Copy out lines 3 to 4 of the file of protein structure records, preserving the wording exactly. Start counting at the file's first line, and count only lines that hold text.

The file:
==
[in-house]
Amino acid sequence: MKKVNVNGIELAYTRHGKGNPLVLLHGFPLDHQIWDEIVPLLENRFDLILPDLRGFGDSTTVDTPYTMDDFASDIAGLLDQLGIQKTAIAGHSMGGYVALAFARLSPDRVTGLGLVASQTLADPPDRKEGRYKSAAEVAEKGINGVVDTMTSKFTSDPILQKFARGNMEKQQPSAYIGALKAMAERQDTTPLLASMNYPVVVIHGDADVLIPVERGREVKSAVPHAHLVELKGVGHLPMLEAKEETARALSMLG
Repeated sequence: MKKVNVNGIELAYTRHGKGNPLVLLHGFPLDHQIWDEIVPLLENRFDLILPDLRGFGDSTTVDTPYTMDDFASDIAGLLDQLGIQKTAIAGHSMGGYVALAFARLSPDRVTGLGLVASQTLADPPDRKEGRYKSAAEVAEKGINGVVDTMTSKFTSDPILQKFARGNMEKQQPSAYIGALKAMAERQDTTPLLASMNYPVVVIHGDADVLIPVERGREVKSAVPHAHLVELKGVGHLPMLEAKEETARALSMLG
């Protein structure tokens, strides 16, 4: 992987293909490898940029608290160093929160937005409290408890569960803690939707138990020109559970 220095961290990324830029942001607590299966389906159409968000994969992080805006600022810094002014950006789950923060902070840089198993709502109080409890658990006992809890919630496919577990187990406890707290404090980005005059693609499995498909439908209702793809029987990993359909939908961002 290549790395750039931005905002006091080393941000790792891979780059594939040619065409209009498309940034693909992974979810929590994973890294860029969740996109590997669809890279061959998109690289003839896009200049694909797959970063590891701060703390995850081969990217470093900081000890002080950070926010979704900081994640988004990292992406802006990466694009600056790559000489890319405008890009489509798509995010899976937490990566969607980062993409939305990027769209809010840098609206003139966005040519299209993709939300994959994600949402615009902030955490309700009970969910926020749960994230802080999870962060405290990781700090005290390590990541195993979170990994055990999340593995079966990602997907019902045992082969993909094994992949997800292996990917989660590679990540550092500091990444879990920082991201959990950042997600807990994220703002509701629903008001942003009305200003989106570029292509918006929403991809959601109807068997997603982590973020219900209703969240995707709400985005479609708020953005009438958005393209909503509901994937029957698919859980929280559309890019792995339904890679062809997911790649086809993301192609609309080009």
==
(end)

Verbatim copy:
Repeated sequence: MKKVNVNGIELAYTRHGKGNPLVLLHGFPLDHQIWDEIVPLLENRFDLILPDLRGFGDSTTVDTPYTMDDFASDIAGLLDQLGIQKTAIAGHSMGGYVALAFARLSPDRVTGLGLVASQTLADPPDRKEGRYKSAAEVAEKGINGVVDTMTSKFTSDPILQKFARGNMEKQQPSAYIGALKAMAERQDTTPLLASMNYPVVVIHGDADVLIPVERGREVKSAVPHAHLVELKGVGHLPMLEAKEETARALSMLG
């Protein structure tokens, strides 16, 4: 992987293909490898940029608290160093929160937005409290408890569960803690939707138990020109559970 220095961290990324830029942001607590299966389906159409968000994969992080805006600022810094002014950006789950923060902070840089198993709502109080409890658990006992809890919630496919577990187990406890707290404090980005005059693609499995498909439908209702793809029987990993359909939908961002 290549790395750039931005905002006091080393941000790792891979780059594939040619065409209009498309940034693909992974979810929590994973890294860029969740996109590997669809890279061959998109690289003839896009200049694909797959970063590891701060703390995850081969990217470093900081000890002080950070926010979704900081994640988004990292992406802006990466694009600056790559000489890319405008890009489509798509995010899976937490990566969607980062993409939305990027769209809010840098609206003139966005040519299209993709939300994959994600949402615009902030955490309700009970969910926020749960994230802080999870962060405290990781700090005290390590990541195993979170990994055990999340593995079966990602997907019902045992082969993909094994992949997800292996990917989660590679990540550092500091990444879990920082991201959990950042997600807990994220703002509701629903008001942003009305200003989106570029292509918006929403991809959601109807068997997603982590973020219900209703969240995707709400985005479609708020953005009438958005393209909503509901994937029957698919859980929280559309890019792995339904890679062809997911790649086809993301192609609309080009």